For Murray Chalmers, Cardo was a bit of a find, although he admits that might amuse many citizens of Perth because he’s since learnt his great discovery actually opened in 2005. But, as he says below, it was a pleasant surprise.
I must have walked past Cardo loads without noticing but was recently tipped off about it by chef Adam Newth; Adam’s opinion is normally spot-on and I’m happy to say this retains his consistent strike rate.
Little prepares you for what’s inside – to the degree that I felt a mild sense of panic that Adam had got it wrong when we got near.
It’s not that the exterior of the former bank (just along from the glorious time-warp that is the Salutation Hotel) is unattractive – more that the messaging of the place seemed a bit diffused and confused.
I’d heard it was French but then the signs outside mentioned pizzas which I assumed might be an attempt to cover a lot of bases – and not just those crisp circles of joy emerging anointed with tomato and mozzarella from the wood-fired oven.
This made me stop thinking about eggnog and ornaments and start questioning nothing less than the nature of authenticity (get me!) – because here I am doubting the mixed messaging of a place in Perth while knowing very well that the one restaurant in the village close to my house in rural France serves predominantly pizza; also the pizza van that trundles in to the next village to us in France every Monday is awaited every week with anticipation. So I had two words with myself and those words were “global village”.
Cardo is great. It reminds me of Café Rouge which might be seen as a dismissive statement by some – but I used to love the ersatz nature of that place which, back in the day, provided a cheap fix of Europe/glamour for before it was available for the cost of a flight to Bergerac with Ryanair.
This was a different age, before we drank wine with dinner at home – you know, the dark ages.
The interior of Cardo is welcoming, even factoring in the temporary festive adornments which lend it an extra magical air.
You really want to be in the main dining room; the day we went they were really full and we were decanted into the second space which is pleasant but a bit B-list compared to the main room.
But I’d already checked out the specials on the board and was so hungry I would have eaten on the wooden floor if that’s the only place they could have put us. This kind of hunger needs instant gratification; even the candles in wine bottles looked less like 1970s bistro decorations and more like a source of nourishment.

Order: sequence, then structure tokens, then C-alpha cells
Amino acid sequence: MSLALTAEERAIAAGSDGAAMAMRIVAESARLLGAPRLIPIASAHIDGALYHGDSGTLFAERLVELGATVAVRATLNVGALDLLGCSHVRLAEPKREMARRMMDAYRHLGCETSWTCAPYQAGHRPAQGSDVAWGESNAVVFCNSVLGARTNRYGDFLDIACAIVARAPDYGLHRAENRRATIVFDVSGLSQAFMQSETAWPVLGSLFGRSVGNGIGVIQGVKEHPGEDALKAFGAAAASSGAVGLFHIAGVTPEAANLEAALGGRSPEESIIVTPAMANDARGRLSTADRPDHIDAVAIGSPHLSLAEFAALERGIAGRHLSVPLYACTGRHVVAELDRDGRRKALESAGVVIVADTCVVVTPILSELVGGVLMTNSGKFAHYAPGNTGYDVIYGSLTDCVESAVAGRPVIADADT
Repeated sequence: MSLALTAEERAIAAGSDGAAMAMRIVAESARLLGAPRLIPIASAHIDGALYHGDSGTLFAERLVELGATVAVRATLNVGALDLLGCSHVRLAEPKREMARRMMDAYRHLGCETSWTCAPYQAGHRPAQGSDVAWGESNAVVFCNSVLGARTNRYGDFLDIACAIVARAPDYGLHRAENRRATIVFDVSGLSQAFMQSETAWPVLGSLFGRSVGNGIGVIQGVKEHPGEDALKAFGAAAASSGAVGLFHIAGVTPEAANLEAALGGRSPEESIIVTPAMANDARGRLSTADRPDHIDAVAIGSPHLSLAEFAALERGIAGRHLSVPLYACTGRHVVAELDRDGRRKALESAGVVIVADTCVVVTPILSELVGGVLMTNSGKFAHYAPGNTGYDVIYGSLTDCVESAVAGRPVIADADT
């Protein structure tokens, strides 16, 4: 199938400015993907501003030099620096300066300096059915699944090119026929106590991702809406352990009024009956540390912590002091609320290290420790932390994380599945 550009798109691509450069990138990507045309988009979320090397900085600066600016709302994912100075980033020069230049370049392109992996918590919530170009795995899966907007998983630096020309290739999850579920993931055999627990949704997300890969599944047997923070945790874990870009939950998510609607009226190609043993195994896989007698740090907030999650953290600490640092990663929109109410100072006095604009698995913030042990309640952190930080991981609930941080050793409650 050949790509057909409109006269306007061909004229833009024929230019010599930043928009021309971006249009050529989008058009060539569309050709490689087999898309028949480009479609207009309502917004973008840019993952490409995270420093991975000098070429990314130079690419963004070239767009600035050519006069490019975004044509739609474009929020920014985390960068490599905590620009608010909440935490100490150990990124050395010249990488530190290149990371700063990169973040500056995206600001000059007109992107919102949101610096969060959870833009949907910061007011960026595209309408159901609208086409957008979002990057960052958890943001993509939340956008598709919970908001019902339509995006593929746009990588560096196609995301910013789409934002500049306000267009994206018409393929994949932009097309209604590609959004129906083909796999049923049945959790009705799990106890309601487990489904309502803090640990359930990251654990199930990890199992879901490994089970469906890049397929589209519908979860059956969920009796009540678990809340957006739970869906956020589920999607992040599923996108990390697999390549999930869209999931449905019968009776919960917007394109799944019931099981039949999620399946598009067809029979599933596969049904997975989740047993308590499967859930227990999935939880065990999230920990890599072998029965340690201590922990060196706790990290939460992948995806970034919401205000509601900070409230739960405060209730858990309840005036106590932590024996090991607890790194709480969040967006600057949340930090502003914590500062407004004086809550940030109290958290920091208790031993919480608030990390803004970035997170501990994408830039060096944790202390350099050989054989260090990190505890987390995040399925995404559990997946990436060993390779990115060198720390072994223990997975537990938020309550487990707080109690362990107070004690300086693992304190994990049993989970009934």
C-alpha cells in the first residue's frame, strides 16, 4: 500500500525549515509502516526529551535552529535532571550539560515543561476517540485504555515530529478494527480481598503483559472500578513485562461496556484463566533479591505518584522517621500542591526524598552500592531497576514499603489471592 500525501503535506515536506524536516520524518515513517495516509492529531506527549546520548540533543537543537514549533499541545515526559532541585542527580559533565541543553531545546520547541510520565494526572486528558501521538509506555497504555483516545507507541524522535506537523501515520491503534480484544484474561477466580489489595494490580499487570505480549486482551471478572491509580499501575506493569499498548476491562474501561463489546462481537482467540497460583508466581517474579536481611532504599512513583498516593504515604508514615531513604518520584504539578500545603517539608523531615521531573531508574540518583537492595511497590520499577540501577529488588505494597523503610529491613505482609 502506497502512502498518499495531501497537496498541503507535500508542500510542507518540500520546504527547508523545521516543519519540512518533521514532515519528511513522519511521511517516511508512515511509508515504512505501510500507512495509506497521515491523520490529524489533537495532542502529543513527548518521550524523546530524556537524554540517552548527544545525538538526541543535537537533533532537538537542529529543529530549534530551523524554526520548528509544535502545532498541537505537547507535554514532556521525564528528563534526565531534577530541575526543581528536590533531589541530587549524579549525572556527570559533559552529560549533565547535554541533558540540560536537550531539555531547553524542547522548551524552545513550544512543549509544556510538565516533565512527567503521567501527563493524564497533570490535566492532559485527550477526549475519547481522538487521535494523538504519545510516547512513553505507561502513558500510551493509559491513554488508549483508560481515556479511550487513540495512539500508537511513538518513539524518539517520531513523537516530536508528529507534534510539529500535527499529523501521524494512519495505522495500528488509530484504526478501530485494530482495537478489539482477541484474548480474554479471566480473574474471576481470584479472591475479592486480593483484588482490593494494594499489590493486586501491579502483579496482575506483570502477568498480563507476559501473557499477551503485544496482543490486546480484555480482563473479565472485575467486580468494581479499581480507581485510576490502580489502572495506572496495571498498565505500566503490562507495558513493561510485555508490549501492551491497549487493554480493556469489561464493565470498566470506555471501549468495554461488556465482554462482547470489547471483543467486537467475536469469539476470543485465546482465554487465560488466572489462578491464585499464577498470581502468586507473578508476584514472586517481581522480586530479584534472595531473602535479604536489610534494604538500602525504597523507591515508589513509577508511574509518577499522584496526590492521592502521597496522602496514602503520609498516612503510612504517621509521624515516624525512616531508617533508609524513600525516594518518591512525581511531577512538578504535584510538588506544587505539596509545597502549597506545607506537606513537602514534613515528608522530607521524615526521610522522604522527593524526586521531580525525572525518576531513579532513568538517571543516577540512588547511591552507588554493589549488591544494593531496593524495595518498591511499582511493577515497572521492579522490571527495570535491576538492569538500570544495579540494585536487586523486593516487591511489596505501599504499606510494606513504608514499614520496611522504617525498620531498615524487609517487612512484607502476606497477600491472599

So, seated on an old pew, in a room with cheap facsimiles of French posters, we’re ready to celebrate the final days of being a European nation with champagne, bonhomie and a bucket of entente cordiale towards the wonderful French nation.
Salut et bonne fete! There is a very appealing festive menu with three courses for £25 (lunch) and that’s what I had.
The starter was the only disappointment of the meal – a warm salad of duck confit, smoked duck, poached pear, walnut and sherry vinegar dressing wasn’t punchy or gutsy enough. The smoked duck was thinly sliced and, for the life of me, I couldn’t find any duck confit.
But my main course was the business; roast guinea fowl stuffed with chestnut, pork and dried fruits served with roasted root vegetables, sprouts and forestiere sauce. What a wonderful plate of food!
Everything was harmonious, everything cooked so well, and all bound together with the most delicious sauce. It’s important to say here that so many other great options were available, including baked herb-crusted coley served with seafood risotto and shellfish veloute, duo of roe deer with Languedoc red wine and forest berries sauce, and a very nice sounding beef dish served with fondant potatoes and braised Savoy cabbage. A wonderful sounding venison casserole was one of the specials chalked up on a board.
David had French onion soup (£5.50) for a starter which was piping hot, thereby passing his second test of a restaurant – the first being the speed a drink and a basket of bread are delivered to the table. We both felt the soup was a bit light in that the heft of the onions just wasn’t enough.
French onion soup should really be like a hot water bottle to the internal organs, hot, deep and giving a mellow glow as it slips down the throat. This can only come from good stock, cooking the onions for a very long time – I use a heat diffuser at home – and also the crucial addition of enough gruyere cheese. Here the onions hadn’t been caramelised enough and there wasn’t enough cheese but the soup was still good.
To follow David had the vegetarian pizza (£9.50) which had a proper crispy base and a good selection of vegetables for the topping. I would lose the raw red onions or tenderise them a bit in citrus before adding to the top but really, this was a damn good pizza.
For dessert I had Amaretto creme brulee with cinnamon croquant which was as good as David’s floating island with creme Anglaise and caramel sauce (Ile Flottante chez nous, £5.90).
He didn’t speak as he devoured this French classic, only pausing afterwards to say: “I know I should have asked you if you wanted to try that but it was just too good to share”. Such is the combative nature of true male friendship.
Despite being three courses down, we were still in the ring; I had spied a counter which seemed to be selling macarons and really, if fine dining restaurants can serve pre-desserts then why can’t we have post-desserts? Five macarons (£6) later we admitted that even festive excess can have a limit.
Cardo is that rare find. A reasonably-priced bistro type restaurant selling home-cooked seasonal food in a nice environment. We’ll be back.
38 South St, Perth PH2 8PG
t: 01738 248784
Price: Starters: from £5; main courses from £8.50; dessert from £5
Set lunches from £20; dinner £25 for two courses – other set meals available.